Pratt Rock known as Pratt's Rock, is a rockface or other landform that includes a series of stone carvings in Prattsville, New York depicting the life of Zadock Pratt. Pratt was supposed to be buried in a tomb carved into the stone, but work was stopped after only a small recessed chamber was created because water leaked through the rock overhead, excavating the stone was providing to be too difficult; the rock was a monument for Pratt's son, George W. Pratt, killed in the Civil War, it is considered the first memorial for the Civil War. Ripley's Believe it or Not once called it "New York's Mt. Rushmore"; as Pratt Rock Park, the place was listed on the U. S. National Register of Historic Places in 1992. Pratt Rock, at RoadsideAmerica. Com includes photos Pratt Rock Park history Pratt Rock Photo Gallery
Viktring Abbey is a former Cistercian monastery in the Austrian state of Carinthia. Stift Viktring is now the name of the Roman Catholic parish in Viktring, since 1973 a district of the Carinthian capital Klagenfurt. Viktring Abbey was established in 1142 by Cistercian monks from Villers-Bettnach Abbey in the Duchy of Lorraine, of the filiation of Morimond, its lands were a gift of Count Bernhard of Spanheim-Marburg, brother of Duke Engelbert of Carinthia, his wife Kunigunde, daughter of Margrave Ottokar II of Styria. As early as 13 May in the following year the first abbot, was consecrated; the abbey church was dedicated 60 years by Eberhard of Regensburg, Archbishop of Salzburg, in 1202. In 1234 the Carinthian duke Bernhard von Spanheim founded Landstrass Abbey, latterly known as Kostanjevica Abbey, a daughter house of Viktring in the March of Carniola, in the modern Kostanjevica in Slovenia; the most notable abbot was the chronicler John of Viktring, confidant of Duke Henry of Bohemia, who assumed his office in 1312.
Under Abbot Johannes II in 1411 the greater part of Viktring Abbey burnt down. Vigorous re-building in the abbey and the parishes belonging to it was however made possible by decree of the Cistercian General Chapter. In 1447 the German king Frederick III of Habsburg presented the abbey church with an altar. Viktring Abbey was dissolved during the rationalist reforms of Emperor Joseph II by decree of 19 May 1786; the parish of Stift Viktring retained possession only of the former priest's house. The altar was removed to St. Bernard's Abbey in Wiener Neustadt, when, merged into Heiligenkreuz Abbey in 1885, sold to St. Stephen's Cathedral, where it is to be seen opposite Emperor Frederick's tomb. Part of the premises and lands were bought at auction on 10 November 1788 by the brothers Johann and Christoph Moro, who set up a textile factory here. In 1796 they succeeded in acquiring a long lease of the lordship of Viktring; the rise of the firm "Gebrüder Moro" was spectacular. The firm painstakingly cultivated its connections to the Imperial family, received further visits in 1850 and 1852 from Emperor Franz Joseph.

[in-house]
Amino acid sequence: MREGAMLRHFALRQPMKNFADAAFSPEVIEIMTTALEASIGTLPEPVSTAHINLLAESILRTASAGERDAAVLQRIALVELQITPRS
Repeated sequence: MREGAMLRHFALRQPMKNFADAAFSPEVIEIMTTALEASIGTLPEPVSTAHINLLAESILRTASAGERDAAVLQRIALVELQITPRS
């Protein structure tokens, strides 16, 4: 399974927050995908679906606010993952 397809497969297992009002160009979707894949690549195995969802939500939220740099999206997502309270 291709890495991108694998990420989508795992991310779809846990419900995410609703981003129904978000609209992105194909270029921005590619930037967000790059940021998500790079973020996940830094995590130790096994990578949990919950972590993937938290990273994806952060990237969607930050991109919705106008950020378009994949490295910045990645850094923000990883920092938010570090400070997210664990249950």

By 1897 the Moro family had acquired its rights. In 1925 Adeline von Botka, the last surviving member of the family, sold the textile factory "Gebrüder Moro" to Baron Josef Aichelburg-Zosenegg. In 1942 he committed suicide, the company was taken over by the "Hamburger Aero-Maschinen- und Werkzeugfabrik". In 1956 the Reichmann company went out of business ten years later. In 1970 the Austrian government bought the buildings and set up a secondary school here in 1977, which in 1980 became independent as the "Realgymnasium unter besonderer Berücksichtigung der musischen Ausbildung". On 23 September 1999 the official opening of the BRG Klagenfurt-Viktring, well known for its specialisation in musical education, took place. Stift Viktring parish Viktring Abbey church Bundesdenkmalamt: Stift Viktring